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Tokyo 2000

Prps Tokyo Factory Donwan Harrell in Prps Tokyo Factory

As he boards the Shinkansen train at Tokyo Railway Station, Donwan Harrell tingles with excitement. He is not embarking on a regular business trip – he’s already had plenty of those, as the Head Designer on the Pacific Rim for Nike and others – but more of a mystic quest. In seeking the sacred source of Japanese denim, he is tracing the core of what moves him and chasing a personal challenge. Still only aged 42, Donwan had already proved himself time and again in the cutthroat world of high style global athletic wear, using psychological as well as design skills to penetrate untapped markets. Now he has set himself a new goal; to make immaculately flawed jeans, perfected with artistry, conceived and created between America and Japan.

The journey takes Donwan all day. As he changes trains, then switches to a taxi for a long, bumpy ride through orchards and peach trees, memories of his roots inspirations flood through.  His father, a Naval shipbuilder, driving the young Donwan to Creeds Racetrack at the Suffolk County Raceway on Saturday afternoons; the exhilaration of cruising down the drag strip in that souped-up old Dodge van with its side pipes and fancy wheels; his seamstress mother and aunt laughing as they showed him how to cut his own shirts while he was only eight. Always studious for his age, Donwan tended to hang with an older crowd. At school, the families of Naval Seals had all the coolness; Virginia Beach is a military city. He saw the bigger kids set off for Vietnam, cracking jokes to conceal their fears. When they returned home, changed, Donwan would sketch soldiers, bruised but not broken, on their M25 Combat jackets. In a way, Donwan felt he had not been tested like his buddies; his mother would never let him enlist and he missed the draft. He would always be drawn to re-create those images of brave survivors and the uniforms they wore to fight wars beyond their control; in countries they might never otherwise have seen, like Korea and Vietnam.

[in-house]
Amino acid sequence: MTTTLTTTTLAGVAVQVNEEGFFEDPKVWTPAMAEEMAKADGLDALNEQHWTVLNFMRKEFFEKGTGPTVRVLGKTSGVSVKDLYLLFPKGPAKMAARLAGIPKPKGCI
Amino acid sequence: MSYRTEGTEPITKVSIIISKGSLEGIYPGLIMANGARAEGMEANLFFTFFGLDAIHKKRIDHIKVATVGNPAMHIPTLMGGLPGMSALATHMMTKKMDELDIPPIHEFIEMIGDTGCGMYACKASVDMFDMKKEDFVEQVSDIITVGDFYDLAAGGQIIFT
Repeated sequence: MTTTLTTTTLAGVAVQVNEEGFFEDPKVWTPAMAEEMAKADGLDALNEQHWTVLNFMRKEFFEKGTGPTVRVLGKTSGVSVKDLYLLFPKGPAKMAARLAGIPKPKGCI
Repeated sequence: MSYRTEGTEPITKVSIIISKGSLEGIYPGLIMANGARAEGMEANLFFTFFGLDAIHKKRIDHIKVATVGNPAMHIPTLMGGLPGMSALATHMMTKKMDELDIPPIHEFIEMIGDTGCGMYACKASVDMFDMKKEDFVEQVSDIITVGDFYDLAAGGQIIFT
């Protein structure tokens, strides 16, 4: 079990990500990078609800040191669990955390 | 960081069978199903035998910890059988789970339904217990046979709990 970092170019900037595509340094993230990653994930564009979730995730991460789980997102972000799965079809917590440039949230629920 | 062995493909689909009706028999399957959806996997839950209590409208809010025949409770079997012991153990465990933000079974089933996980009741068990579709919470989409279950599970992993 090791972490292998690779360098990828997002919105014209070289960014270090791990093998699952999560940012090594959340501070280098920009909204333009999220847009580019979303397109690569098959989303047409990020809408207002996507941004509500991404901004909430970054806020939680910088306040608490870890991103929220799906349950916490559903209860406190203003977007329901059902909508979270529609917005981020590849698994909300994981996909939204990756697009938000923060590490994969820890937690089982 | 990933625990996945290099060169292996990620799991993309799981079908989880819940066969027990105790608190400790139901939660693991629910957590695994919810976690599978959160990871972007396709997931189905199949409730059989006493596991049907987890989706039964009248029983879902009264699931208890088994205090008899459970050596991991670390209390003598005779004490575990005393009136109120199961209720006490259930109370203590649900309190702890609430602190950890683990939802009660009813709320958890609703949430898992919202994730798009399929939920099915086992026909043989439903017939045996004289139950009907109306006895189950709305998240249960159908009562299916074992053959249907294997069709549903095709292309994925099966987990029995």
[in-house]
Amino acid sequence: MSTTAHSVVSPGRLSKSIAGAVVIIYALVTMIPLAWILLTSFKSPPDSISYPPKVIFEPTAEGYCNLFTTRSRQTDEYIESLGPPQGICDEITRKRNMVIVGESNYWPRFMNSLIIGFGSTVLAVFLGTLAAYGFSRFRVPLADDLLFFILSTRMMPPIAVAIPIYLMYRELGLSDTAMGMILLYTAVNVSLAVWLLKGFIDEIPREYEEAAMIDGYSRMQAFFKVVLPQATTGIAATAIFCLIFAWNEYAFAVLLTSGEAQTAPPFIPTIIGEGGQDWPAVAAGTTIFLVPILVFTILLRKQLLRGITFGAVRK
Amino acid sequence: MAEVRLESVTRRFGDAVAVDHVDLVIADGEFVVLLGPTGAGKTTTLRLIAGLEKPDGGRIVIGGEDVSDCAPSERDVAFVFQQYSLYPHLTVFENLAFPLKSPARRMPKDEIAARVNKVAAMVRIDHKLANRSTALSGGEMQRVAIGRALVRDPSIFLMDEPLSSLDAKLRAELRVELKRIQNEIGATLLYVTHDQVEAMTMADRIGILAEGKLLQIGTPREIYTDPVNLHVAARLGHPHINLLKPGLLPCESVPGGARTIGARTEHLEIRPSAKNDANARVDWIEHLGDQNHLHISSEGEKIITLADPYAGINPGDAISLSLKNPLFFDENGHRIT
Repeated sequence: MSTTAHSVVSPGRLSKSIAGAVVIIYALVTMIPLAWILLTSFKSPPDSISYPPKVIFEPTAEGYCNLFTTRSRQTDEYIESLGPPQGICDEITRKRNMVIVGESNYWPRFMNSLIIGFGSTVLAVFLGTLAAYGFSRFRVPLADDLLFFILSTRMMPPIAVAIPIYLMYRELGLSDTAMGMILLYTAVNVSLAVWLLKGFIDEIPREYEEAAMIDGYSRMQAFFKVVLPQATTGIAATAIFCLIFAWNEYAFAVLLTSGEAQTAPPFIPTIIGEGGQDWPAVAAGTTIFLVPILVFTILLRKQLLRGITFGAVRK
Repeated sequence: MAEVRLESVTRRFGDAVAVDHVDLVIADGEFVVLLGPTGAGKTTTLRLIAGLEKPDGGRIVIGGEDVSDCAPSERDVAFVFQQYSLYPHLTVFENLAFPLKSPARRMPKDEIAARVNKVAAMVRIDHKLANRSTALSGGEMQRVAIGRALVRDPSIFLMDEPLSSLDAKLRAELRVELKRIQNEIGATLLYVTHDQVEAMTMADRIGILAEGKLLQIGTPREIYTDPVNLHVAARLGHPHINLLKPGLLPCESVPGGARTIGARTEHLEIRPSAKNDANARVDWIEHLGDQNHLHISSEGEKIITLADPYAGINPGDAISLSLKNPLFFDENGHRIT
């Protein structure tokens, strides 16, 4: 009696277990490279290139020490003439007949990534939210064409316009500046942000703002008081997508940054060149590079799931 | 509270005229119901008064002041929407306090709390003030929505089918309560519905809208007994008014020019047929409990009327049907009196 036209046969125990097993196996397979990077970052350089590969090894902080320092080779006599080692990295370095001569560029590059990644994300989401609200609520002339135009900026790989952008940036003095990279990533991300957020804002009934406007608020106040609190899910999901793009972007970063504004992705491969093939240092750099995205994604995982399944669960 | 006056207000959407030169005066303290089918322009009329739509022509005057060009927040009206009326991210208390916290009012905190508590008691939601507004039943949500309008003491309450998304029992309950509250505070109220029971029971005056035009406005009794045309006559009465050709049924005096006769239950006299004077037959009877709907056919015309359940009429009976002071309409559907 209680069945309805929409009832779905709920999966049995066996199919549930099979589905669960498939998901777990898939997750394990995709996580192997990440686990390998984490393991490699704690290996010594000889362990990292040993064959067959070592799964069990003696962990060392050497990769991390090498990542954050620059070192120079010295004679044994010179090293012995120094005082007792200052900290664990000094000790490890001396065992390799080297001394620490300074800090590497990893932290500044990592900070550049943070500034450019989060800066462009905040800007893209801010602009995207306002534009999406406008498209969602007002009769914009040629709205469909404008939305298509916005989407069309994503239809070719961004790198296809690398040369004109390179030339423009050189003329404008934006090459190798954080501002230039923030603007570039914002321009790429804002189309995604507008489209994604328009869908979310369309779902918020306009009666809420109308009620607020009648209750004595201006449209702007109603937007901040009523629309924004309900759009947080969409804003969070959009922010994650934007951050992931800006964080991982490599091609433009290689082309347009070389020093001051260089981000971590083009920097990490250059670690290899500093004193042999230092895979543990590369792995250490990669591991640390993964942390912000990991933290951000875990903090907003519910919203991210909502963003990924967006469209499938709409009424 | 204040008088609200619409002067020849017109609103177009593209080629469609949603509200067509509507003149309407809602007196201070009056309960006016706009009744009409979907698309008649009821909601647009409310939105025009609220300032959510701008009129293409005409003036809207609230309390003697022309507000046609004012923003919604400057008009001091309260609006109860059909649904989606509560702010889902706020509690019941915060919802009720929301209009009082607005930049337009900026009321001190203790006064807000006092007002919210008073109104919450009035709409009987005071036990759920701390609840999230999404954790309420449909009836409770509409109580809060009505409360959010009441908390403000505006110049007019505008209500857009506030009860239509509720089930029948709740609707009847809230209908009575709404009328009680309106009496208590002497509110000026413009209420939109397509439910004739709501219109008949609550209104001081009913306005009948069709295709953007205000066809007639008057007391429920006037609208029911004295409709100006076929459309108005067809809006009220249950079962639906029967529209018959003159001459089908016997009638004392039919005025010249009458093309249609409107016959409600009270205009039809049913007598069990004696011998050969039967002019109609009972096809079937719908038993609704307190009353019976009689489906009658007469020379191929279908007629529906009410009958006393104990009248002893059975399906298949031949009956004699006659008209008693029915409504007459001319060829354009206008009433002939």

Now, ironically, Donwan is setting out to seek his own solutions on continents his friends only knew in battle. Years working in Asia have given Donwan a deep appreciation for the integrity of the local approach to manufacturing, design and business.  So he was not surprised to learn that the original 1800’s Levi’s weaving looms from San Francisco that he’d been looking for, had found a home in a distant corner of Japan. Their new guardian-operators are families of artisans devoted to extending the American tradition and making the most exquisite denim ever worn, and he is finally about to meet them.

As the cab nears a simple two-story white building that seems to be have been growing out of the scrubby green hillside for centuries, Donwan’s eagerness intensifies. Can he bridge the culture gap and be the first American in Japan to manufacture jeans of a stylistic sophistication never before seen; whose fastidious detailing and careful faux-imperfections express what jeans are all about: the beauty of simple endurance?